GOP Kills No-Cost Climate Measure For No Good Reason
At least one part of the battle over the National Oceanic and Atmospheric Administration's (NOAA) 2013 budget should have been a no-brainer.
In a political atmosphere where the bottom line is paramount and a lot of breath is spent decrying bureaucratic inefficiency, a proposal to streamline an increasingly important part of NOAA's operations at the cost of a whopping zero additional taxpayer dollars might sound like something both sides could agree upon, and even like something the rather ornery GOP could get excited about.
Add in the fact that the proposal in question had wide-ranging support not only from within the agency's current ranks but also from the official who headed NOAA during the Bush administration, as well as from scientists and insurance industry representatives, and it sounds like an open-and-shut case, hardly more controversial than the post office-namings that are the usual site of interparty cooperation these days.
But unfortunately, the proposal was to streamline NOAA's data on climate by moving a number of initiatives spread out across the agency under one new "National Climate Service" moniker. Predictably skittish House Republicans panicked at the word "climate," and dug in their heels against the common-sense and cost-free change.
"Our hesitation," Rep. Andy Harris (R-Md.) told [NOAA administrator Jane] Lubchenco at a hearing in June, "is that the climate services could become little propaganda sources instead of a science source."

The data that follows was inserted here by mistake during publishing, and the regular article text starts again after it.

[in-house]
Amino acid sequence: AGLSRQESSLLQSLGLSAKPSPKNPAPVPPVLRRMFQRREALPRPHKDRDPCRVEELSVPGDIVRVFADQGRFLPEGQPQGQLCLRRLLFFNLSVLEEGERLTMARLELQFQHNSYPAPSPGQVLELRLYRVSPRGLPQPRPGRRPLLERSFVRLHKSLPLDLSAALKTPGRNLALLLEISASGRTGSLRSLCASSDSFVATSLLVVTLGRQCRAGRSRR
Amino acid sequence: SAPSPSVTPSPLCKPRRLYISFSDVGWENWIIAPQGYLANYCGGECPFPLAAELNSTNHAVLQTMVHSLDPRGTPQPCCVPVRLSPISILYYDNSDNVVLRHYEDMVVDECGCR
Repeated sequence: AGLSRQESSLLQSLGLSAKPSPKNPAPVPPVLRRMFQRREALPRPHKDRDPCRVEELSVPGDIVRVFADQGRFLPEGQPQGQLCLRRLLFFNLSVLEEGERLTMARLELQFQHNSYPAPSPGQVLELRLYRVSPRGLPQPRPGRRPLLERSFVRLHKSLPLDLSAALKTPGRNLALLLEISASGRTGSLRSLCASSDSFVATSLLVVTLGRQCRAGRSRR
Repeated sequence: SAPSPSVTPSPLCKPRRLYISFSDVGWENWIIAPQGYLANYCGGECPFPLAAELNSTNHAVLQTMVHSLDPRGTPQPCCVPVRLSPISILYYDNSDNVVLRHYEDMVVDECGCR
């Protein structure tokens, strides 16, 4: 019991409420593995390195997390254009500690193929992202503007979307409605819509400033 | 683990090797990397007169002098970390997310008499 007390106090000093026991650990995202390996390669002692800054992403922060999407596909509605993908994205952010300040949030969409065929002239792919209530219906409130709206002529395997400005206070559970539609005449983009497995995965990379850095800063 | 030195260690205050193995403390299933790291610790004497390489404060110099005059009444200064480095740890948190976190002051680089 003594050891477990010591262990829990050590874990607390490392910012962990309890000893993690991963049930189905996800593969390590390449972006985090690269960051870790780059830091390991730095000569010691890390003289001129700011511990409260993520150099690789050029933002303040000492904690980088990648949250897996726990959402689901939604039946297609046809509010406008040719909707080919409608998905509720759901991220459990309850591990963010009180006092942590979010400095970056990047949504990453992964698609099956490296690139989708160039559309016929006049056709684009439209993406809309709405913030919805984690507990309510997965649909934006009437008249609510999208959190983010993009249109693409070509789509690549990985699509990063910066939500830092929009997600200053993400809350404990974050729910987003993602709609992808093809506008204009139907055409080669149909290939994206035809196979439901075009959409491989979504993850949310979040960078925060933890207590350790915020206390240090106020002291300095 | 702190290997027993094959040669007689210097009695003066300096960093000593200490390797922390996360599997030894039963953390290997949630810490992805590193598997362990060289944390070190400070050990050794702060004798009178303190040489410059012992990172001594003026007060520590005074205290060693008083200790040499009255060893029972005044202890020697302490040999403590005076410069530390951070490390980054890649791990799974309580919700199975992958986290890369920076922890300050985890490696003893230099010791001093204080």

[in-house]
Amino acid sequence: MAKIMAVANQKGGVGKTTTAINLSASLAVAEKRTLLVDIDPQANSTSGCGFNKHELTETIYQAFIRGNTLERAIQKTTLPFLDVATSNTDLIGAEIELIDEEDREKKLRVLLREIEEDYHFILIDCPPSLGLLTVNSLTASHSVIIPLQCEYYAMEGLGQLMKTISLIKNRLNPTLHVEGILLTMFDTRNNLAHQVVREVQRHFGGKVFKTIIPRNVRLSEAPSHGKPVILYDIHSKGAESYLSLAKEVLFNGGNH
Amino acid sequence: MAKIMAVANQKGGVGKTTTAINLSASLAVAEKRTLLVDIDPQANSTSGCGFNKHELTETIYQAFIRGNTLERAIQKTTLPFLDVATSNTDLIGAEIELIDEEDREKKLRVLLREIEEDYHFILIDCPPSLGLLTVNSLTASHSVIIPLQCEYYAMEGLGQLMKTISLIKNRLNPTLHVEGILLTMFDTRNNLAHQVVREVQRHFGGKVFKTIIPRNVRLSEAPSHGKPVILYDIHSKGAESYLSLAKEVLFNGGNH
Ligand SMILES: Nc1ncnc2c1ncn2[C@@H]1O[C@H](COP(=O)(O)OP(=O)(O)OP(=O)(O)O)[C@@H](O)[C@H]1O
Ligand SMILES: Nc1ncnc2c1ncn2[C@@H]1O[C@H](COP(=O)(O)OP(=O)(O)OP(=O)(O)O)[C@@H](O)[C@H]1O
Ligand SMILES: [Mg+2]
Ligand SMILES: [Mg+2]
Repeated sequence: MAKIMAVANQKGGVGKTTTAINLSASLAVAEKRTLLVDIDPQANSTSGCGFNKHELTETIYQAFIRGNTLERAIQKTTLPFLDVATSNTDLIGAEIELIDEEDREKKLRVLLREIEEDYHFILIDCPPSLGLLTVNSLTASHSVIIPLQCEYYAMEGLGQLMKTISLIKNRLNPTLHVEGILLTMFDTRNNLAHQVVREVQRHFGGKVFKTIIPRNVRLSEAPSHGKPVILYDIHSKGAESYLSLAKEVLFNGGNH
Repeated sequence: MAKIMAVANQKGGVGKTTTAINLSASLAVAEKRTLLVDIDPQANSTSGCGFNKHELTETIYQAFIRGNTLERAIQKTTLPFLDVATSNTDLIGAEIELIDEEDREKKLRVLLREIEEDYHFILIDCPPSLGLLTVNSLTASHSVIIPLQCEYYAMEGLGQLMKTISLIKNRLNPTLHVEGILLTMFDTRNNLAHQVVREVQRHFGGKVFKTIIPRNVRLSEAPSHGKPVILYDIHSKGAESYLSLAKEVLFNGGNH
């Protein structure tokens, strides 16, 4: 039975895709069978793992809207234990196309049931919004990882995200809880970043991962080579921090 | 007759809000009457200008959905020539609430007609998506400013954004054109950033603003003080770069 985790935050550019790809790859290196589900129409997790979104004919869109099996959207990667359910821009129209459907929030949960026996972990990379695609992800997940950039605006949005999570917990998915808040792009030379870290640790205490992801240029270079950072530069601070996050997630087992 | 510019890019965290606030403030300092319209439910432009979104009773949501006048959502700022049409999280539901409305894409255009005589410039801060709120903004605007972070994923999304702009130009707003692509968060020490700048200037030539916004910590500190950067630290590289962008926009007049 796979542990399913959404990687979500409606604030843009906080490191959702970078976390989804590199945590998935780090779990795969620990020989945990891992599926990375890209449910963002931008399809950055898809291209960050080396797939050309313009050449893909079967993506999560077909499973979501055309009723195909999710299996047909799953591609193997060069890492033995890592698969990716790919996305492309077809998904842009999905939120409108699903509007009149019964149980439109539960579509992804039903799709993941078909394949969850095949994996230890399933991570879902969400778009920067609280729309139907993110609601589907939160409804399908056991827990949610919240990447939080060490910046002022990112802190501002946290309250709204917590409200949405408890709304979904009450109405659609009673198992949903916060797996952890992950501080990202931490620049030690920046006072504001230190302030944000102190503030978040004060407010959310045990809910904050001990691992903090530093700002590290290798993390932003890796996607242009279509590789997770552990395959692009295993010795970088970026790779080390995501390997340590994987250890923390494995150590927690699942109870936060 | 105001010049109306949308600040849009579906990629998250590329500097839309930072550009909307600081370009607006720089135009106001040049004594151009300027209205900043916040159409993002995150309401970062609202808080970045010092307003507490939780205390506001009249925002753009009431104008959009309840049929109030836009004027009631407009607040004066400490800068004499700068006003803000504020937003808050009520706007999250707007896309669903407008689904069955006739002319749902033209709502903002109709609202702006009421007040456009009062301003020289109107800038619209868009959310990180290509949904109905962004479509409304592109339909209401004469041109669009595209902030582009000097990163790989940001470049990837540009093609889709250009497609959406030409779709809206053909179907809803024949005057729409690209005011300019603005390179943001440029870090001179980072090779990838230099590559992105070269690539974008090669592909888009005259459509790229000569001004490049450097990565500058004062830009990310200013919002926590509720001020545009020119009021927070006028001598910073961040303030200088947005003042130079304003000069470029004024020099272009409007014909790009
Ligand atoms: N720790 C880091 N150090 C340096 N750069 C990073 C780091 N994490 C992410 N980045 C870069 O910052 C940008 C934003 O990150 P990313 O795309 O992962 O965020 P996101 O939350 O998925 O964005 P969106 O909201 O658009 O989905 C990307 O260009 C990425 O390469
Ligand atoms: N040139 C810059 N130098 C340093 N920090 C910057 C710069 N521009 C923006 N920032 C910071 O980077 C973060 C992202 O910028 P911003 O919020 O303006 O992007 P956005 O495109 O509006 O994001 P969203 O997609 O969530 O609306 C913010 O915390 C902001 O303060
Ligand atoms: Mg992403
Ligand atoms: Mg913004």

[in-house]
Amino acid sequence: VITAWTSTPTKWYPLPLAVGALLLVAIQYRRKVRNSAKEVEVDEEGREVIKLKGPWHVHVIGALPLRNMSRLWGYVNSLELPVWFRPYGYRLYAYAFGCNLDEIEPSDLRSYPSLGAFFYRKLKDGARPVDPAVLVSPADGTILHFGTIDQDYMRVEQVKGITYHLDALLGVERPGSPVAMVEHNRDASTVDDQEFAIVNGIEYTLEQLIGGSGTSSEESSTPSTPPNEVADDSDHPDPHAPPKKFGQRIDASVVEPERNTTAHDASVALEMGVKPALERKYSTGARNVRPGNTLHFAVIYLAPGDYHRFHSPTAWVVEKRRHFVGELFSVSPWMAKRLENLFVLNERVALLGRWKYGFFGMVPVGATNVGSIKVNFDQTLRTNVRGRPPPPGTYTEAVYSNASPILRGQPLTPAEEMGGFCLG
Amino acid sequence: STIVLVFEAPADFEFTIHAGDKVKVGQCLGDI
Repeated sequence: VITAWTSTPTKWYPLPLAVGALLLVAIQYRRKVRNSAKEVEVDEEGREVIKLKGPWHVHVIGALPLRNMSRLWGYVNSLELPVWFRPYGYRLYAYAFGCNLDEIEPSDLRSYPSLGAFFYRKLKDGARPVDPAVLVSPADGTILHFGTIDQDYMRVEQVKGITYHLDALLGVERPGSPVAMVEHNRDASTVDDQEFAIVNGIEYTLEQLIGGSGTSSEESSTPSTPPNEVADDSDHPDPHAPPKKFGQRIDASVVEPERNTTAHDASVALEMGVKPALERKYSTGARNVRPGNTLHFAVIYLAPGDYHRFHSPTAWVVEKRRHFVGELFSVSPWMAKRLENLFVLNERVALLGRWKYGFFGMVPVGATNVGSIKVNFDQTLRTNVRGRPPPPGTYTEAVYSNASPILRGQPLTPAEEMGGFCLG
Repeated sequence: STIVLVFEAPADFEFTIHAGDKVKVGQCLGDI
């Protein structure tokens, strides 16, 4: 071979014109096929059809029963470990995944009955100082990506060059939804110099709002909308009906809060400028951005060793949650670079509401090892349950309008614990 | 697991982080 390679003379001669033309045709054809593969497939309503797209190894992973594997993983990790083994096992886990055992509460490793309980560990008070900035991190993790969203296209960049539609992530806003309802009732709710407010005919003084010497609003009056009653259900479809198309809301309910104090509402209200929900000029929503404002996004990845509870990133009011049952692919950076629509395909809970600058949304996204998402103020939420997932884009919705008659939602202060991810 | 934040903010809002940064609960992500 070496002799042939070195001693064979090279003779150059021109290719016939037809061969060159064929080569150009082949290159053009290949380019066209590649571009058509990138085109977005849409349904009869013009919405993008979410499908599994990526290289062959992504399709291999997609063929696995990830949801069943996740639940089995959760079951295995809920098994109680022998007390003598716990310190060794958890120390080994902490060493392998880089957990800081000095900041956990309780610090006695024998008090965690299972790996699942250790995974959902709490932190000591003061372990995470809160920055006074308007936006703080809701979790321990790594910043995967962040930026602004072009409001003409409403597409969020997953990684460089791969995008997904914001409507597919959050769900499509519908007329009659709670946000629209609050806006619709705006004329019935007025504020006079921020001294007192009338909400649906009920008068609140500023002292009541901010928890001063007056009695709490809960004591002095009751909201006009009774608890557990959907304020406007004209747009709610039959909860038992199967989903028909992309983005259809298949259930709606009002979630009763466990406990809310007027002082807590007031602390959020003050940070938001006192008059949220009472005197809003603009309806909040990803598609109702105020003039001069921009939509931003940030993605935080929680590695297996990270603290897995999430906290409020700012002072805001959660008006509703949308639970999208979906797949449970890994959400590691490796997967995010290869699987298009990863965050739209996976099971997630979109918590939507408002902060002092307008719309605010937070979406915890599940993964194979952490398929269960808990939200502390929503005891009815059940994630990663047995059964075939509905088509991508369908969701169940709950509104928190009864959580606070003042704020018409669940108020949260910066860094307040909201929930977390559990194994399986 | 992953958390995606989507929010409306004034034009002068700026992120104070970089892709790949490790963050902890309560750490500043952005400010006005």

At the same hearing, a key opponent to the service, Rep. Ralph M. Hall (R-Tex.), said he recognized that "certain climate services can provide value." But he fretted that the reorganization would "severely harm vital research at NOAA." [...]
In the NOAA budget battle, the Democratic-led Senate approved most of the climate service in its budget. The Republican-led House approved none of it. Led by Hall, the Republicans won.
Keep in mind that the point of creating the National Climate Service wouldn't be to launch additional research, and it certainly wouldn't have anything to do with advocating for legislation to address anthropogenic climate change — it would be to centralize scientifically sound climate-related work the agency is already conducting in a way that makes it more accessible to researchers, farmers, insurance agencies, and anyone else who uses its data.
There's no reason to think that grouping related work together would "harm vital research" — and there's even less of a reason to think it could "become little propaganda sources," unless you've been conditioned to fly into an anti-science rage every time the word "climate" is mentioned.